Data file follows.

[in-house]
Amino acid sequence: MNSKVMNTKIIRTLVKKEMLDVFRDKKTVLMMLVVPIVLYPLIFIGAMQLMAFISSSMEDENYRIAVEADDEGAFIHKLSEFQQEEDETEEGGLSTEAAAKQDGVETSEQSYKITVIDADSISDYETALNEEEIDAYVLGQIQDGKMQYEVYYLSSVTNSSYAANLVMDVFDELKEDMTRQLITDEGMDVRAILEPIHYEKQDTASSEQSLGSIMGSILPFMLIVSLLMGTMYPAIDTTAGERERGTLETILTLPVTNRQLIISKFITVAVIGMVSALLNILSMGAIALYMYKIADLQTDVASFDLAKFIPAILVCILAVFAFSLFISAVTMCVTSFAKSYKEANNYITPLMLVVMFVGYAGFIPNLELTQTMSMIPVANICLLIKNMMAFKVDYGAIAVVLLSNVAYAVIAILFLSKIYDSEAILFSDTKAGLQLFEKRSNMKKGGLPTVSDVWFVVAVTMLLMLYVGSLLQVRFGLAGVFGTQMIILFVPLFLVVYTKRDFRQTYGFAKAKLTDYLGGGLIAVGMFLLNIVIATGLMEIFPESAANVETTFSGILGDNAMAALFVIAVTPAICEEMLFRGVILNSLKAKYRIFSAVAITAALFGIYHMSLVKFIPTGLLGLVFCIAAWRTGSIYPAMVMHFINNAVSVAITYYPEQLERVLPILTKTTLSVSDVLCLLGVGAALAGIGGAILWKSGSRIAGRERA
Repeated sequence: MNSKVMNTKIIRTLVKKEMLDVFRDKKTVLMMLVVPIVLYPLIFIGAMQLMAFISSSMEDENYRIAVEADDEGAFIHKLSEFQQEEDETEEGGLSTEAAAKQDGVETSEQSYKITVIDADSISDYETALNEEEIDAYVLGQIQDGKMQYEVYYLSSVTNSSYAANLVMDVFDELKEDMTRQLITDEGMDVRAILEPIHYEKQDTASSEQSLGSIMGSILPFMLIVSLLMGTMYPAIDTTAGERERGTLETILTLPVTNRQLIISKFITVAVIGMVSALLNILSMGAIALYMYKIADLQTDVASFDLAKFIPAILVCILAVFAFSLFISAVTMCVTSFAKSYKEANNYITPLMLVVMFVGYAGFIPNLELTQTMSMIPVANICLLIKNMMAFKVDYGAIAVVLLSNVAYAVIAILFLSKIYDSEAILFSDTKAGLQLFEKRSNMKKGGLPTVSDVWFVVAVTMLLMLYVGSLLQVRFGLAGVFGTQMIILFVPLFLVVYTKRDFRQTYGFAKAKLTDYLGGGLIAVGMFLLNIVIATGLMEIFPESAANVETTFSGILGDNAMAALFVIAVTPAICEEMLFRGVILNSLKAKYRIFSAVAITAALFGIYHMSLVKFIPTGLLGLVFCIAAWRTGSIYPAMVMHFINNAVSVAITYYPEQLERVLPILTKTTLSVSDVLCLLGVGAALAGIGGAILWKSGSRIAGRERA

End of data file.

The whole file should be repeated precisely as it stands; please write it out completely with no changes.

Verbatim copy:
[in-house]
Amino acid sequence: MNSKVMNTKIIRTLVKKEMLDVFRDKKTVLMMLVVPIVLYPLIFIGAMQLMAFISSSMEDENYRIAVEADDEGAFIHKLSEFQQEEDETEEGGLSTEAAAKQDGVETSEQSYKITVIDADSISDYETALNEEEIDAYVLGQIQDGKMQYEVYYLSSVTNSSYAANLVMDVFDELKEDMTRQLITDEGMDVRAILEPIHYEKQDTASSEQSLGSIMGSILPFMLIVSLLMGTMYPAIDTTAGERERGTLETILTLPVTNRQLIISKFITVAVIGMVSALLNILSMGAIALYMYKIADLQTDVASFDLAKFIPAILVCILAVFAFSLFISAVTMCVTSFAKSYKEANNYITPLMLVVMFVGYAGFIPNLELTQTMSMIPVANICLLIKNMMAFKVDYGAIAVVLLSNVAYAVIAILFLSKIYDSEAILFSDTKAGLQLFEKRSNMKKGGLPTVSDVWFVVAVTMLLMLYVGSLLQVRFGLAGVFGTQMIILFVPLFLVVYTKRDFRQTYGFAKAKLTDYLGGGLIAVGMFLLNIVIATGLMEIFPESAANVETTFSGILGDNAMAALFVIAVTPAICEEMLFRGVILNSLKAKYRIFSAVAITAALFGIYHMSLVKFIPTGLLGLVFCIAAWRTGSIYPAMVMHFINNAVSVAITYYPEQLERVLPILTKTTLSVSDVLCLLGVGAALAGIGGAILWKSGSRIAGRERA
Repeated sequence: MNSKVMNTKIIRTLVKKEMLDVFRDKKTVLMMLVVPIVLYPLIFIGAMQLMAFISSSMEDENYRIAVEADDEGAFIHKLSEFQQEEDETEEGGLSTEAAAKQDGVETSEQSYKITVIDADSISDYETALNEEEIDAYVLGQIQDGKMQYEVYYLSSVTNSSYAANLVMDVFDELKEDMTRQLITDEGMDVRAILEPIHYEKQDTASSEQSLGSIMGSILPFMLIVSLLMGTMYPAIDTTAGERERGTLETILTLPVTNRQLIISKFITVAVIGMVSALLNILSMGAIALYMYKIADLQTDVASFDLAKFIPAILVCILAVFAFSLFISAVTMCVTSFAKSYKEANNYITPLMLVVMFVGYAGFIPNLELTQTMSMIPVANICLLIKNMMAFKVDYGAIAVVLLSNVAYAVIAILFLSKIYDSEAILFSDTKAGLQLFEKRSNMKKGGLPTVSDVWFVVAVTMLLMLYVGSLLQVRFGLAGVFGTQMIILFVPLFLVVYTKRDFRQTYGFAKAKLTDYLGGGLIAVGMFLLNIVIATGLMEIFPESAANVETTFSGILGDNAMAALFVIAVTPAICEEMLFRGVILNSLKAKYRIFSAVAITAALFGIYHMSLVKFIPTGLLGLVFCIAAWRTGSIYPAMVMHFINNAVSVAITYYPEQLERVLPILTKTTLSVSDVLCLLGVGAALAGIGGAILWKSGSRIAGRERA